The marketing mantra has always been to give the customer what he or she wants, but that approach pretty much precludes giving consumers things they don't know they want or haven't thought of. And are marketers sometimes "held captive by their customers" -- proclaiming they don't want an improvement or new technology because it would be too disruptive to their normal behavior?
In other words, marketers can read their business correctly -- assessing what customers want or don't -- and still miss.
In a study of the disc-drive industry that applies to all marketers, Clayton Christensen wrote in his book "The Innovator's Dilemma" that the established firms were "aggressive, innovative and customer-sensitive in their approaches to sustaining innovations of every sort."
But they couldn't keep it up. "Finding new applications and markets for these new products seem to be a capability that each of these firms exhibited once, upon entry, and then apparently lost. It was as if the leading firms were held captive by their customers, enabling attacking entrant firms to topple the incumbent industry leaders each time a disruptive technology emerged."
The fundamental problem, as Alan Murray wrote in The Wall Street Journal, is that the modern corporation might have outlived its usefulness. He says "the best corporate managers have become, in a sense, enemies of the corporation.
"The reasons for this are clear enough. Corporations are bureaucrats and managers are bureaucrats. Their fundamental tendency is toward self-perpetuation. They are, almost by definition, resistant to change. They were designed and tasked, not with reinforcing market forces, but with supplanting and even resisting the market."
So what do we have? Two immovable objects -- the big corporation and the even bigger U.S. government, both loaded with bureaucratic caution and inertia -- trying to cope with the biggest recession since the Great Depression. Not a very good combination to get things going again.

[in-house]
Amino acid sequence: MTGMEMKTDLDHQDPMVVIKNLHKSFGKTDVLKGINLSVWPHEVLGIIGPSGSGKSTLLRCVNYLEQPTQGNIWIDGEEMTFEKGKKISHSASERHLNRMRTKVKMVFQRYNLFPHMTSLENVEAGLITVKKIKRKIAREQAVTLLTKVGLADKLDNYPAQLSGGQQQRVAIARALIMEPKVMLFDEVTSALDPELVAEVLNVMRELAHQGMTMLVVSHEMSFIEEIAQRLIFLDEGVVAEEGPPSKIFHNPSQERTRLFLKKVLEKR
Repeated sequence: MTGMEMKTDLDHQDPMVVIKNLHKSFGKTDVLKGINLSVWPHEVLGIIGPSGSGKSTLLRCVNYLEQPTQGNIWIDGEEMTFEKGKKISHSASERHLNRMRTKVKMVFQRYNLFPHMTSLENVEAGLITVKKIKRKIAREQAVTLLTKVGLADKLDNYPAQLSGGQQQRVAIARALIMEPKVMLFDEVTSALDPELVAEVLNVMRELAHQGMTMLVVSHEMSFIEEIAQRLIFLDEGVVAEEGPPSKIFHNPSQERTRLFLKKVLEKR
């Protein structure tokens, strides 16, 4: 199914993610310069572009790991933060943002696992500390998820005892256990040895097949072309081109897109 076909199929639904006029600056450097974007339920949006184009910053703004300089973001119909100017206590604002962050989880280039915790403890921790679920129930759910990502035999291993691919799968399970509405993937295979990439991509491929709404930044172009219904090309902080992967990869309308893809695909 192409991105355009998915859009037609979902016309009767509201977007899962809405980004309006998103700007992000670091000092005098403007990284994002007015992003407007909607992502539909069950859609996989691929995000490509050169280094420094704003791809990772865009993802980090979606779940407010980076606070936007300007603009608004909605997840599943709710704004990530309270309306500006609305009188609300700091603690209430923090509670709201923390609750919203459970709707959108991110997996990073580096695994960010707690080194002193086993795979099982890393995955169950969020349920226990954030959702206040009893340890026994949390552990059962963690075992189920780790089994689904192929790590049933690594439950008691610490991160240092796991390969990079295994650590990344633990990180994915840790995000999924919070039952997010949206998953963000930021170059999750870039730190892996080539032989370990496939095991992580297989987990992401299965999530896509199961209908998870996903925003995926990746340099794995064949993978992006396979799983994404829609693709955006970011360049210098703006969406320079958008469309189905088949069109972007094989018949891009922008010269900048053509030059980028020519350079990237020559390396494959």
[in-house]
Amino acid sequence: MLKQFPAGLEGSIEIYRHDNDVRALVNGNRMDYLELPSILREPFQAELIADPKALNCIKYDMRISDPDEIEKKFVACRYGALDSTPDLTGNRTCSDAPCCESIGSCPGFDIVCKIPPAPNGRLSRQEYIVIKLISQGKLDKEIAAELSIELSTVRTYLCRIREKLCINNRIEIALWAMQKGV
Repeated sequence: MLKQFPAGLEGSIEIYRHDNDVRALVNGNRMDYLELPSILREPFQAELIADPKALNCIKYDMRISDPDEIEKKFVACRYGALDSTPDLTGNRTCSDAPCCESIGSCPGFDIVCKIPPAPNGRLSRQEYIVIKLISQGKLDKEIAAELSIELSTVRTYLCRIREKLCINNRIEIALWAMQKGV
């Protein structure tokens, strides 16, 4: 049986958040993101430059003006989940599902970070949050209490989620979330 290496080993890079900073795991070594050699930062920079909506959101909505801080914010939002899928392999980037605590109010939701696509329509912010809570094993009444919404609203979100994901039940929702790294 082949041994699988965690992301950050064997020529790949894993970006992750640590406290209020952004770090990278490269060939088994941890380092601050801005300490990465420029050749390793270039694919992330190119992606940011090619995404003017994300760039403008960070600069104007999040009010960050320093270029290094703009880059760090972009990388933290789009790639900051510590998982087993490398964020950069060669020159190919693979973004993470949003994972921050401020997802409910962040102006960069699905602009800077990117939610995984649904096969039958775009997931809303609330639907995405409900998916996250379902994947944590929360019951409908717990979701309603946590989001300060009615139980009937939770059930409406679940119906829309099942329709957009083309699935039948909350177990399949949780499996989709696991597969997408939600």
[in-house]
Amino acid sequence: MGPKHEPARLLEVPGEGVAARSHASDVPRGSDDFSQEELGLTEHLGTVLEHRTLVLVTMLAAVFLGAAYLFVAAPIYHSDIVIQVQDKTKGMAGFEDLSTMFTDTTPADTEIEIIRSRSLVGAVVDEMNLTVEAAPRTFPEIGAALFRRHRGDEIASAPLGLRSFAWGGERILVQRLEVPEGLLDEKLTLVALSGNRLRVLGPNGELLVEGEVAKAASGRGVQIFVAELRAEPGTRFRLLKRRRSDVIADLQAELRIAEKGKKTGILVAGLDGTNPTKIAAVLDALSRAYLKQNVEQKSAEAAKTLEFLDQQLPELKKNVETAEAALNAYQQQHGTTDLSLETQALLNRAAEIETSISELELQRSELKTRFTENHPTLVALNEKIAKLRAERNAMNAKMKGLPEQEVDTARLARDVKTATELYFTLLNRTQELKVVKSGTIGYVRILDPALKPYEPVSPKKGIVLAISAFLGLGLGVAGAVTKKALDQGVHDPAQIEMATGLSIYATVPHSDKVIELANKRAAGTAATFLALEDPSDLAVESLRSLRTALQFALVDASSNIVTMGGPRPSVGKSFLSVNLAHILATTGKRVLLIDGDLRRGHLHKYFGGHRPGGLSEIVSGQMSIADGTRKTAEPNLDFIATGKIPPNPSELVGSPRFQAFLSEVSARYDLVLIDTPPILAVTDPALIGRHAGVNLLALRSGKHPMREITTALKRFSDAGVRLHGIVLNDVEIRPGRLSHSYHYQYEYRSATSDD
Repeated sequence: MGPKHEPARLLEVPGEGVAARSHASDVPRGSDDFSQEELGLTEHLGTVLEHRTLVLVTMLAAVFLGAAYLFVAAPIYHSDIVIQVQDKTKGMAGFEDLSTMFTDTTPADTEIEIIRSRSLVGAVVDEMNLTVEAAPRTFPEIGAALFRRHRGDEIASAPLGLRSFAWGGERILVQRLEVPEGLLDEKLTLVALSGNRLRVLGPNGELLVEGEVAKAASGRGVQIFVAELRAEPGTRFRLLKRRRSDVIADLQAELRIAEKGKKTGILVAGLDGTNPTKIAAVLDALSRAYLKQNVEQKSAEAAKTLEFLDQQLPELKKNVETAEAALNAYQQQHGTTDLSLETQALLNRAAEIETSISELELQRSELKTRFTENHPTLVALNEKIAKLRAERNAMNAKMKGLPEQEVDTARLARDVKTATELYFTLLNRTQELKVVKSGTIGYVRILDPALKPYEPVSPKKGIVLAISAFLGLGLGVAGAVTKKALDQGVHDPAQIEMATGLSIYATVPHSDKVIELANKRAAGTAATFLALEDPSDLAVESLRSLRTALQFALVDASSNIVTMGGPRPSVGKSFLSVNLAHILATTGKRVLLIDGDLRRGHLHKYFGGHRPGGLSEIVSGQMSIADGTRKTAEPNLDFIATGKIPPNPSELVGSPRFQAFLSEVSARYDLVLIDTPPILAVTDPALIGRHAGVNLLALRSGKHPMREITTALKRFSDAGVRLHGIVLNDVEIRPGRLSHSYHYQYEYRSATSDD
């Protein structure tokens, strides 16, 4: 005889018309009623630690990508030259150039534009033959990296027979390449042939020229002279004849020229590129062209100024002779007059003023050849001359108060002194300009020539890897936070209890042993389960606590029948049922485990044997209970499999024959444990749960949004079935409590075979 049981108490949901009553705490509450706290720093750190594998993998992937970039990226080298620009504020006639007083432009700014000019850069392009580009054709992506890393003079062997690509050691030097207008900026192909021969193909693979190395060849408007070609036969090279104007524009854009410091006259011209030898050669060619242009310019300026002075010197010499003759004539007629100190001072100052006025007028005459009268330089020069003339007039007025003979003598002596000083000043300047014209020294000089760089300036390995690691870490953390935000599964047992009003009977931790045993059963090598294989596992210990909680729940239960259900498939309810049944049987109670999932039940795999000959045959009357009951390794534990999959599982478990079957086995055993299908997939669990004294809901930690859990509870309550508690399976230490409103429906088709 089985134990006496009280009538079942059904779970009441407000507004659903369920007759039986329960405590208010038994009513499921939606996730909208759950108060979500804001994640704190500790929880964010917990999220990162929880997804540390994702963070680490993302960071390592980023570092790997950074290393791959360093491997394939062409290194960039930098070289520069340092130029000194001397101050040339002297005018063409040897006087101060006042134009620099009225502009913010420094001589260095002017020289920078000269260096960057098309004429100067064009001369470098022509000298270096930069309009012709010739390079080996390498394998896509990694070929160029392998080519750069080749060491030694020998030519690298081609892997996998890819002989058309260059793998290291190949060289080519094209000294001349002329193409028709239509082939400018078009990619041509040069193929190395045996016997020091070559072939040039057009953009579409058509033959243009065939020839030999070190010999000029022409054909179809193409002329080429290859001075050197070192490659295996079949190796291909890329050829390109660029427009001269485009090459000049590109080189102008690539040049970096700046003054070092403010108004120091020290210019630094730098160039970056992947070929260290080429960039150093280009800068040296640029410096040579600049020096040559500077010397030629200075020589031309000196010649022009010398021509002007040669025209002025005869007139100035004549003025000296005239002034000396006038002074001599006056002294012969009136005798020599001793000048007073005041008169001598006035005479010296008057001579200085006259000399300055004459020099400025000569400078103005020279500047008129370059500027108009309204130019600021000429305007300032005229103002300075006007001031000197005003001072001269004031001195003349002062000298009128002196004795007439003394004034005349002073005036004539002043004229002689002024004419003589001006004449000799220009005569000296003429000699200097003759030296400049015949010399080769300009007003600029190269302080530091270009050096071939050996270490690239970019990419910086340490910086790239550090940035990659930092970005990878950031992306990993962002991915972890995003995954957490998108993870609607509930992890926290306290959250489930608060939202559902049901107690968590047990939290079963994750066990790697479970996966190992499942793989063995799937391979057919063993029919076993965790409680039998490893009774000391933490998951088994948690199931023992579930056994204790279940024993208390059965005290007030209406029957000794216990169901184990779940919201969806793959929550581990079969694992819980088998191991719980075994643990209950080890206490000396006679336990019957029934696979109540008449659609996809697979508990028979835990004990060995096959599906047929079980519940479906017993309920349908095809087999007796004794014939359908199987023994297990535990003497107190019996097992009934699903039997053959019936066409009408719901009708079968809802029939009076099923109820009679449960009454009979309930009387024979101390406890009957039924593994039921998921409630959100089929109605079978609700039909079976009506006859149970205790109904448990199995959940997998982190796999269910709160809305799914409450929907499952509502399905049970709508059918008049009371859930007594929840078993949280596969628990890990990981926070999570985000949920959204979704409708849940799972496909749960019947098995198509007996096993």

I exchanged emails recently with an agency exec on how the recovery was proceeding. He told me that the big brands have maintained most of their revenue, driven costs down significantly "and are sitting on decent profits. They are spending needed marketing dollars to keep sales up and prices strong. But in the last few months they have grown more cautious about future investments. It is cool to be cautious again. Every CEO sees a cloudy couple of years with at least some downside risks.
"There are no jobs being created. Most of the stimulus dollars went to protect public-sector jobs or to pave or repave roads. Consumers are still leaning toward pulling back where they can. And business leaders are increasingly down on the Obama Administration and the Democratic agenda (increase taxes, increase the size of government, drive up health-care costs, tons of health-care confusion, race to write lots of regulations that really slow small businesses down, cater to the unions and demonize top earners and big businesses). CEOs feel it is imprudent to hire and launch big investments right now."
So the big corporations are holding back because of confusion and uncertainty, and the federal government is intent on getting bigger and more bureaucratic. Consumers, caught in the middle, are keeping their wallets and purses snapped shut, and that's probably not going to change anytime soon.
As I said the other week, export markets are starting to look pretty good to U.S. corporations. And the nice thing is, the future in developing countries has already been invented. Marketers can gauge consumer reaction to products not even envisioned by third-world consumers but used as staples by U.S. consumers. So the U.S. would serve as one gigantic test market for where the real sales potential is: in Asia and Africa.
If corporations need to be reinvented, then so does marketing. As Mr. Murray said, "change, innovation, adaptability all have to become orders of the day."